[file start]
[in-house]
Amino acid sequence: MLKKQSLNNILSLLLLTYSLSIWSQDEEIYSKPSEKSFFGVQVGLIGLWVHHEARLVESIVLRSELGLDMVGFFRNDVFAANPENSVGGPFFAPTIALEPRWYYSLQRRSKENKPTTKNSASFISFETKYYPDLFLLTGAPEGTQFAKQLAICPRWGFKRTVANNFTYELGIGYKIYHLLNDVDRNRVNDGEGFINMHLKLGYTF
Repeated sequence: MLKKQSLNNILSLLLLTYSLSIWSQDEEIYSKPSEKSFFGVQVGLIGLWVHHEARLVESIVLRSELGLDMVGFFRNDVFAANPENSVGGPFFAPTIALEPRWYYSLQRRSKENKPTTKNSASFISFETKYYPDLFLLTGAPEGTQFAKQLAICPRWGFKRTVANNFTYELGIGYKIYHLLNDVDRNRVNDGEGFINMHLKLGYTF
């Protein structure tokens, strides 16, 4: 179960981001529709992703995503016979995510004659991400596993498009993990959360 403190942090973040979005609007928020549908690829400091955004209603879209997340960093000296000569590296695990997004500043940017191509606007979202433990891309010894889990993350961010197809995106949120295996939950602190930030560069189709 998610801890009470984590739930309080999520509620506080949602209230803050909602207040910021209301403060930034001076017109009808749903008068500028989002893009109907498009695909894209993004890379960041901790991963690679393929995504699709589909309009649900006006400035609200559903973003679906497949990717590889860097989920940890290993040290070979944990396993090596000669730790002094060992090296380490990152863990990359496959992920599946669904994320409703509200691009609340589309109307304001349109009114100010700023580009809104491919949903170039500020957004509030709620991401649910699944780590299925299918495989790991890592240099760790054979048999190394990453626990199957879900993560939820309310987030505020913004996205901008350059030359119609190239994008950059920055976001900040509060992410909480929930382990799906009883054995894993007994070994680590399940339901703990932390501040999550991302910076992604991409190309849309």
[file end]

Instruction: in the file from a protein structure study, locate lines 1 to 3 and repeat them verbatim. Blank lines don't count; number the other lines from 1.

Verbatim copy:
[in-house]
Amino acid sequence: MLKKQSLNNILSLLLLTYSLSIWSQDEEIYSKPSEKSFFGVQVGLIGLWVHHEARLVESIVLRSELGLDMVGFFRNDVFAANPENSVGGPFFAPTIALEPRWYYSLQRRSKENKPTTKNSASFISFETKYYPDLFLLTGAPEGTQFAKQLAICPRWGFKRTVANNFTYELGIGYKIYHLLNDVDRNRVNDGEGFINMHLKLGYTF
Repeated sequence: MLKKQSLNNILSLLLLTYSLSIWSQDEEIYSKPSEKSFFGVQVGLIGLWVHHEARLVESIVLRSELGLDMVGFFRNDVFAANPENSVGGPFFAPTIALEPRWYYSLQRRSKENKPTTKNSASFISFETKYYPDLFLLTGAPEGTQFAKQLAICPRWGFKRTVANNFTYELGIGYKIYHLLNDVDRNRVNDGEGFINMHLKLGYTF